Q. We mostly have 40-hours-a-week employees, plus a couple of 20-hour part-timers. One part-timer asked me what constitutes “full time.” I think she wants to work the minimum and still receive benefits. Is there a set cutoff for full-time work? — C.B., Texas
A. No. Employers are free to define full time and part time however they see fit. Many people think of full time as 40 hours per week because 40 hours is the threshold for overtime pay under the . No law, however, requires full time to be set at 40 hours or any other amount.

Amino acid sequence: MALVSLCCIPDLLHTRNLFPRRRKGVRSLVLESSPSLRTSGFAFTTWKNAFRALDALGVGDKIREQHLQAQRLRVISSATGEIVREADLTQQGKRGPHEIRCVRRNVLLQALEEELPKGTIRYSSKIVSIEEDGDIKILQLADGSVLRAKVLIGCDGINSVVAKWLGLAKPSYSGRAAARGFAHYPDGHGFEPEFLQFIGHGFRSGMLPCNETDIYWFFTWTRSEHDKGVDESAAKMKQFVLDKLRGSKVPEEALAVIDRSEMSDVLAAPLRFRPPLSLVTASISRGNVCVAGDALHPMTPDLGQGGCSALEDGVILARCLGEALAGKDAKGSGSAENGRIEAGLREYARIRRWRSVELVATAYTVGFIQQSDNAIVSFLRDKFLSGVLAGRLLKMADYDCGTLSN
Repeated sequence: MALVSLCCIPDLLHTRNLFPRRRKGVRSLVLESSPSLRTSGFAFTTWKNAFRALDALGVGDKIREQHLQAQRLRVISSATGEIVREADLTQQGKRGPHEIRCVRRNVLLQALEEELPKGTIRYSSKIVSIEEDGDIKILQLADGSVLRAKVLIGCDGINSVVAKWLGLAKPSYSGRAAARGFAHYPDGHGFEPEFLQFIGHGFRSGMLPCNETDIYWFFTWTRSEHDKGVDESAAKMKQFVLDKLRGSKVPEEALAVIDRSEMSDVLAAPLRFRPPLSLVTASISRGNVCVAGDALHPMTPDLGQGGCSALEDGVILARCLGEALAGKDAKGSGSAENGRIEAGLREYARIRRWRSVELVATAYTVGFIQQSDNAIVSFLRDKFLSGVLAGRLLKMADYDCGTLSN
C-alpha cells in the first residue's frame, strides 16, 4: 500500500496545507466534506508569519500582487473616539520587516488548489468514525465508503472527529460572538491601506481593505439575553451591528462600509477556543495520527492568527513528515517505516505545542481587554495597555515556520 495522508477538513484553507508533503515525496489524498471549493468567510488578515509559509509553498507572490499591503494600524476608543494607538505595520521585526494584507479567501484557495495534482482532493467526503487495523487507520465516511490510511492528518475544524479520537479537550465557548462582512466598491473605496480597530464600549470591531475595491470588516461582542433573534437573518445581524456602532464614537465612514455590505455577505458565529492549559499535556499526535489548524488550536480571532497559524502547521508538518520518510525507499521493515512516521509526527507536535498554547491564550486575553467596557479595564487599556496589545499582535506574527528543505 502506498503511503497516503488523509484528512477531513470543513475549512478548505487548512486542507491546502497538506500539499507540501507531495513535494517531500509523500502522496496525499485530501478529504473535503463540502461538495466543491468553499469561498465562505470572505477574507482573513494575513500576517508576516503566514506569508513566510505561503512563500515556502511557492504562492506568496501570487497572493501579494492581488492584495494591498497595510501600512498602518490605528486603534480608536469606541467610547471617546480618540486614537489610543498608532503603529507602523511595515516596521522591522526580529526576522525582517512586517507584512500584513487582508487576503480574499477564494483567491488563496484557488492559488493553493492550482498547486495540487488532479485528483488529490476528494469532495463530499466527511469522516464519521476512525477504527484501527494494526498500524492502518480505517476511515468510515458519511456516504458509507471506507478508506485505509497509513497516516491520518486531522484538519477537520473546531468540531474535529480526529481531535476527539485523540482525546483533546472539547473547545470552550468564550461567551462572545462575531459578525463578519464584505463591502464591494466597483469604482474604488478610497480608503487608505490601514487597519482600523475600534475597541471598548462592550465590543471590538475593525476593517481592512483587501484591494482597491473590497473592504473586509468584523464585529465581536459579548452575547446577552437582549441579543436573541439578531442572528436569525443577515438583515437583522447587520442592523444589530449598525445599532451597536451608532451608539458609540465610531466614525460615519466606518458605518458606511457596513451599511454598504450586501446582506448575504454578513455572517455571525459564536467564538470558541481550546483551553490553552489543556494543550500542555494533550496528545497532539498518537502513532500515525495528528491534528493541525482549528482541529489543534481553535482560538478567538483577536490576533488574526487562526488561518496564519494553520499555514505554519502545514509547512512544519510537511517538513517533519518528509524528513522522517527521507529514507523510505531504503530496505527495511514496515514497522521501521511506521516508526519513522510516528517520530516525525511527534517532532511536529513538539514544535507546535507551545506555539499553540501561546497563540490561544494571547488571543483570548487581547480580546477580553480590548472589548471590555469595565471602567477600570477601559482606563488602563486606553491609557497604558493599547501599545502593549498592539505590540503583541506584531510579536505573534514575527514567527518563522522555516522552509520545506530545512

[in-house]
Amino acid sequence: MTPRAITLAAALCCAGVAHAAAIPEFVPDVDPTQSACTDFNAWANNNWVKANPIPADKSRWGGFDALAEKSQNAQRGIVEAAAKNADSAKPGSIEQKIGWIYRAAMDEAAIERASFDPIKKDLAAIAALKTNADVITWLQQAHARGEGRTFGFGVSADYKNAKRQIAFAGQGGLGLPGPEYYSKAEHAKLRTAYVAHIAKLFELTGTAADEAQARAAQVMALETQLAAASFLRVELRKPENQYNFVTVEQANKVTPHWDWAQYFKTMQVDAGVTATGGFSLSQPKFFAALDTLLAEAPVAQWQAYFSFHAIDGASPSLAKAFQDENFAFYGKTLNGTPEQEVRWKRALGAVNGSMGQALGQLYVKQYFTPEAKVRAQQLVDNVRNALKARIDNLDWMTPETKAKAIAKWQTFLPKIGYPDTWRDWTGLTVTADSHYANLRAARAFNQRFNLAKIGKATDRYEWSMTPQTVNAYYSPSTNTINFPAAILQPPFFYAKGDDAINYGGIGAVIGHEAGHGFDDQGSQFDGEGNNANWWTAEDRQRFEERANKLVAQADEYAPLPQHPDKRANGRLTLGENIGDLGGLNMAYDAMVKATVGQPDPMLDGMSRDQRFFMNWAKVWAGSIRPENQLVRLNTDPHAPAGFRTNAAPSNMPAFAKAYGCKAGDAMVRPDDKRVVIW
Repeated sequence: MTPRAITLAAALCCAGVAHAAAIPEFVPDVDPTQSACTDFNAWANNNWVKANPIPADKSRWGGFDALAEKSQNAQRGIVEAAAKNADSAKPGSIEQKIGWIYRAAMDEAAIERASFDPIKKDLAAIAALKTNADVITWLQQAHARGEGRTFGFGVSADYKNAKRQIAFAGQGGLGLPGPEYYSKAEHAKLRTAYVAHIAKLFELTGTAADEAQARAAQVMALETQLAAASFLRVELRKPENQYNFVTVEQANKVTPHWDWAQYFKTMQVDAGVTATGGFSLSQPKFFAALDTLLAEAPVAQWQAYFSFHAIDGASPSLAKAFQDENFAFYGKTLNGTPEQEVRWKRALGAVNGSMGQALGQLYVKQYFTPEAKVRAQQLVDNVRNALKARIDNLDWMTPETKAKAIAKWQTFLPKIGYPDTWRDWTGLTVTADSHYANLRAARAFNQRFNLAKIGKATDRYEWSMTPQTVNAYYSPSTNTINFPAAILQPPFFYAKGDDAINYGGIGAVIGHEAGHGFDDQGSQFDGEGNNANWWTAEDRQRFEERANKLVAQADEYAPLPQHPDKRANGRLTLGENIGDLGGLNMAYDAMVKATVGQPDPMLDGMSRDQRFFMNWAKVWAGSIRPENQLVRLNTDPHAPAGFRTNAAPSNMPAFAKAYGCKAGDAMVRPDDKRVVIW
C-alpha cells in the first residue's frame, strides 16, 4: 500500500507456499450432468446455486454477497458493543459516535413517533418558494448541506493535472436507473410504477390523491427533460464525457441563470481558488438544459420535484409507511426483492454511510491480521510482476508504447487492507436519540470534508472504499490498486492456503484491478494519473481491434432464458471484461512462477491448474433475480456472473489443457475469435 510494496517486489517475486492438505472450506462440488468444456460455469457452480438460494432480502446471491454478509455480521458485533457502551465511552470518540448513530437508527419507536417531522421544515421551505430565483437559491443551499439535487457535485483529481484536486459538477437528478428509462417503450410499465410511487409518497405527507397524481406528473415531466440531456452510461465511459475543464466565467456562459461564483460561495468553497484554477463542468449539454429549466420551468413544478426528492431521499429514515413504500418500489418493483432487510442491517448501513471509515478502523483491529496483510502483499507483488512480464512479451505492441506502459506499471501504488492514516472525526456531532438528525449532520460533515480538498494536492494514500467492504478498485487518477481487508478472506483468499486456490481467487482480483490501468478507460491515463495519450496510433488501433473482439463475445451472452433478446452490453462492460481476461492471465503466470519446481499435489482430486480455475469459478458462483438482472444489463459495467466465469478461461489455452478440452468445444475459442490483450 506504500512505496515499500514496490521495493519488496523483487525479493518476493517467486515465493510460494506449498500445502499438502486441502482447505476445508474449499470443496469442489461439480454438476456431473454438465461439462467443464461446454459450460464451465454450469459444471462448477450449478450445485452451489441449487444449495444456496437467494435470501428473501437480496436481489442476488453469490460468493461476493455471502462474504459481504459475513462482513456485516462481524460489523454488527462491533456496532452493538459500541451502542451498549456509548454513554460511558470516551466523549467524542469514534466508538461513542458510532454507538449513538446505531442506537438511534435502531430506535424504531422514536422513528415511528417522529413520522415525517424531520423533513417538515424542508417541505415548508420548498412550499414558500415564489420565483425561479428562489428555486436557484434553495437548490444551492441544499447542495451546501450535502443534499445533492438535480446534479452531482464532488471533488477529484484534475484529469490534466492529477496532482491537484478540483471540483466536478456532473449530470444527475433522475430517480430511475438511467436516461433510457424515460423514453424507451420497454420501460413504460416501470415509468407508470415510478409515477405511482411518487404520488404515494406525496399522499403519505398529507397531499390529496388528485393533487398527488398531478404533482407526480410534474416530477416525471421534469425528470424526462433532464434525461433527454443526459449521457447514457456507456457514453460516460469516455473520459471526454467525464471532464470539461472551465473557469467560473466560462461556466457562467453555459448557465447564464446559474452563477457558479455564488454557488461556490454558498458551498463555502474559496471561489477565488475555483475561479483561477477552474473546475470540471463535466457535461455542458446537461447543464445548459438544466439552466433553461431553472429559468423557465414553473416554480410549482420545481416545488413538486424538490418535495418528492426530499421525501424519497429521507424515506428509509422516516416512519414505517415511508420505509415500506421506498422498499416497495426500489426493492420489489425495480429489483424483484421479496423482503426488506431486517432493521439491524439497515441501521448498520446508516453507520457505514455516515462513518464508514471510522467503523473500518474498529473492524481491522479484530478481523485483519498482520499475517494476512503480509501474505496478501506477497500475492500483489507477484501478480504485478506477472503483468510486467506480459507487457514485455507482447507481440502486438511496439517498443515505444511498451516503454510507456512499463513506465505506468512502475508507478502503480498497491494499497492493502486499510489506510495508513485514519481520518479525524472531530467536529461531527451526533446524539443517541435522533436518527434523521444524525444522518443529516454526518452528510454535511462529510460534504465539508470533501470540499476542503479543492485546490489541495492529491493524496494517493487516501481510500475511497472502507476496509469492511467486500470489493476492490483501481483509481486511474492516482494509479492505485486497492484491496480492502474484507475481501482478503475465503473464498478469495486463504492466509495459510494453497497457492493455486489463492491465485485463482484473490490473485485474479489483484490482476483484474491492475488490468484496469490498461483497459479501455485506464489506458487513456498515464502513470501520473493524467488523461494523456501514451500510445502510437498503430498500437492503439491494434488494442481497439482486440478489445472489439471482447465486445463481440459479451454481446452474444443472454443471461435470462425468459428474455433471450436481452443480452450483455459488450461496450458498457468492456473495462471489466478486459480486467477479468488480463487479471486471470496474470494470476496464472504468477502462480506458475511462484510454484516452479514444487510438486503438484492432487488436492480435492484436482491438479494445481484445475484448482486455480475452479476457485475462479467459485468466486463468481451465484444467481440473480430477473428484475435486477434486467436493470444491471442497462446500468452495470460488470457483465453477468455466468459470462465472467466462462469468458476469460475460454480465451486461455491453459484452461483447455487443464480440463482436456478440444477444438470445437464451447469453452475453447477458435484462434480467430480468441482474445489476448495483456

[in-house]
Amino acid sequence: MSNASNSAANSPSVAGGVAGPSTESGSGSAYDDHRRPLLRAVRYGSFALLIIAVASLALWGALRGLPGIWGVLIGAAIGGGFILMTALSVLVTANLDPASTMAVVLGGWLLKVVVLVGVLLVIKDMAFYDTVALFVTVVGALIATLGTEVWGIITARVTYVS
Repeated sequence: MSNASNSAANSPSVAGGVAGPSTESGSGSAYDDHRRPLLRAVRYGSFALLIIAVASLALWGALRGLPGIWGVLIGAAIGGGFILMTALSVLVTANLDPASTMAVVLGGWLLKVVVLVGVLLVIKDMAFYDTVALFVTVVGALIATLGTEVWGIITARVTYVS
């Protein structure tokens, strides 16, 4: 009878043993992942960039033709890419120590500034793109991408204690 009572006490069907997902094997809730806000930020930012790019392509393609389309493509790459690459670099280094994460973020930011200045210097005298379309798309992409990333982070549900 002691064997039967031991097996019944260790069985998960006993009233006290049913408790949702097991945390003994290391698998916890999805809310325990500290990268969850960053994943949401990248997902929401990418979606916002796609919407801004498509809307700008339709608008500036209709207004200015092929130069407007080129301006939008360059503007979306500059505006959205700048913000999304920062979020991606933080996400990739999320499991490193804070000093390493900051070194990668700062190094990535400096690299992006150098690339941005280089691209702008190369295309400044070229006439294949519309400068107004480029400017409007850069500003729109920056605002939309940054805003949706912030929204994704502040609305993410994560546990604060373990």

However, it’s important that you clearly define the terms in your employee handbook. In addition, any other documents that control benefits based on employment status should mirror the same eligibility requirements under the law.
- What should we do? Employee wants a transfer as a reasonable accommodation
- Discrimination claim dropped, retaliation claim goes to jury
- The right way to prepare for layoffs … and some alternatives
- Fact: Employers win large majority of ADA cases
- Same-Sex Unions in N.J.: Responsibilities and Restrictions of the New Law